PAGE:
However, our office/warehouse space had some downsides. It didn’t have a loading dock and we were in the basement, which made moving pallets in and out with the freight elevator a pain in the neck. Also, it was horribly cold in winter and just kind of crappy overall, with flickering fluorescent lights, cracked cement floor and lots of spiderwebs. We were ready for an upgrade.

I was picturing moving into a cool lofted studio space that we could use for an office and maybe a showroom and then outsourcing the warehousing and fulfillment. I shopped around and found some suitable fulfillment companies, but after getting estimates on the cost, it turned out to cost about a third more than we were paying to do it ourselves. (See how most fulfillment companies charge below). Was it worth it?

I decided it was wiser to just move the warehouse into a better space. After looking at other warehouse spaces, I realized our warehouse was actually pretty small, and could be even smaller if we found a place with taller ceilings. I’m happy to say that I found the kind of lofted studio space I was originally dreaming of, and it’s large enough for a small office and warehouse. I think this space will hold us just fine through the next period of growth, and which time we will reassess.

Packing up our current warehouse, getting ready for the move.

Things to think about when deciding if you want to self-fulfill:

– You can make sure it is done right (mis-ships from fulfillment centers are not uncommon)
– You can access your inventory easily, should you need to do pop-ups, retail events, or sales calls
– You can customize your shipping process on the fly, e.g. if you want to add gift tags for the holidays
– It’s nice to have your product around you because it’s tangible proof that you’re making things
– It’s often cheaper, assuming you’re not paying for a high rent space. Rawer, commercial flex-space is about half the cost of office space.
– If there are any problems with your product, you can catch it before sending it out to your customer.

– It’s very time-consuming and you’ll probably want to hire someone to do it. A college student will suffice.
– It’s more complicated than you’d think. You’ll have to learn about how shippers work, how to get the best rates and how to do the appropriate documentation.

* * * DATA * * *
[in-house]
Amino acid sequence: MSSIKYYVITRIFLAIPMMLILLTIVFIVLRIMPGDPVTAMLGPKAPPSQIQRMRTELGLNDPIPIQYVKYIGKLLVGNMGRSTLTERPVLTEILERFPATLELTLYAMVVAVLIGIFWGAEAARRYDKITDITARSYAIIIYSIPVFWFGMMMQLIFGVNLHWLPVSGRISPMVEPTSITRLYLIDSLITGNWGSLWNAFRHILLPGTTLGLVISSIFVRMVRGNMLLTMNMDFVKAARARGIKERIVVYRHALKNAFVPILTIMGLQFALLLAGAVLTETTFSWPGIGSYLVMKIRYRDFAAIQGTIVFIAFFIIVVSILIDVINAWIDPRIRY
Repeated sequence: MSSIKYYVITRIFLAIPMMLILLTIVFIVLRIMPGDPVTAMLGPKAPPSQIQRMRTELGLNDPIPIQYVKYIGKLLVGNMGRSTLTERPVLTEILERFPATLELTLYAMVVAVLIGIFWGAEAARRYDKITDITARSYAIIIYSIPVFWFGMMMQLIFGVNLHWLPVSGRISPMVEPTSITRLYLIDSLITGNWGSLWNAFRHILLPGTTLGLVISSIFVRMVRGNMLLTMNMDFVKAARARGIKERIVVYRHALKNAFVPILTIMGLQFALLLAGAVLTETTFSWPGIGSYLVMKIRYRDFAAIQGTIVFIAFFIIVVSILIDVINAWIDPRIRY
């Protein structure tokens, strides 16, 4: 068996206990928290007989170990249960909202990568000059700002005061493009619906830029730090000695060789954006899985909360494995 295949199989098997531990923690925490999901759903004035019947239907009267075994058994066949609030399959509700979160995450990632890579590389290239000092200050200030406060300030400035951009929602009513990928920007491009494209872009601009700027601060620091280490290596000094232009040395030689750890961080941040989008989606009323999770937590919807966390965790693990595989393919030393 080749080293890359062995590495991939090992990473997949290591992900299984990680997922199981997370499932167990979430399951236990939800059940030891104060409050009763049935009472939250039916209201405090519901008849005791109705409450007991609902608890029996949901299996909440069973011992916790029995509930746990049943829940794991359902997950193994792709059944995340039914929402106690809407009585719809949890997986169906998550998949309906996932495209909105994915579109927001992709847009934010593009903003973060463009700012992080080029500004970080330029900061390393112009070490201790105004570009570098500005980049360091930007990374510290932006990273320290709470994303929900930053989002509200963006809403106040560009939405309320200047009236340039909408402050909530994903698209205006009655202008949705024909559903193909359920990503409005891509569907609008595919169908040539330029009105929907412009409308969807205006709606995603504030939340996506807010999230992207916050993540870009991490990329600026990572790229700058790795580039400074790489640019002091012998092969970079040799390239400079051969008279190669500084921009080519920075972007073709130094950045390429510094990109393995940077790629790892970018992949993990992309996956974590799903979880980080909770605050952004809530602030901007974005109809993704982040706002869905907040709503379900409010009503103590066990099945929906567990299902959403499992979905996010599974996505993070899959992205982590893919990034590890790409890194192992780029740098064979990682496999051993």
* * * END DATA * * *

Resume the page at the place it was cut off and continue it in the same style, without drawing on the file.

– Depending on your product, it can take up a lot of space. Plus, you’ll need to stock shipping supplies. This isn’t feasible if you live in a high-rent area. Fortunately, Chicago has many affordable spaces in good locations.
– You have to be there to do it. I always dreamed of a virtual office, but storing physical inventory means that someone has to be there everyday to ship it out.

Example of Fulfillment Center Fees
– Rent, for how space you take up in their warehouse
– Picking fee, for every time someone has to pick an item off the shelf or out of a box
– Receiving fee, for every time you send new inventory to them
– Packaging and shipping materials, like boxes, tape, etc.
– Pallet loading fees, if you are shipping out product by the pallet
– Order processing fees, if they have to log-on to any accounts to download orders
– Labeling fees, if your customers require specific labels or bar codes
– Paperwork fees, if your shipment requires special paperwork, such as for exports
– Returns fee, if your customers send back unwanted product directly to the warehouse
– Shipping account usage fee, if you ship using their UPS/FedEx account

This is more specific than how I account for fulfillment costs in our system. I just have two line items in our books for fulfillment: Shipping costs (i.e. UPS) and fulfillment costs (i.e. shipping supplies and the hourly wage of the person who’s doing the shipping). When I was comparing the cost of doing fulfillment ourselves versus outsourcing it, I went through the painstaking process of determining how much we would’ve spent had we priced everything like an outside fulfillment center does, which is how I found out it would’ve cost roughly $500/month more to have someone else do it.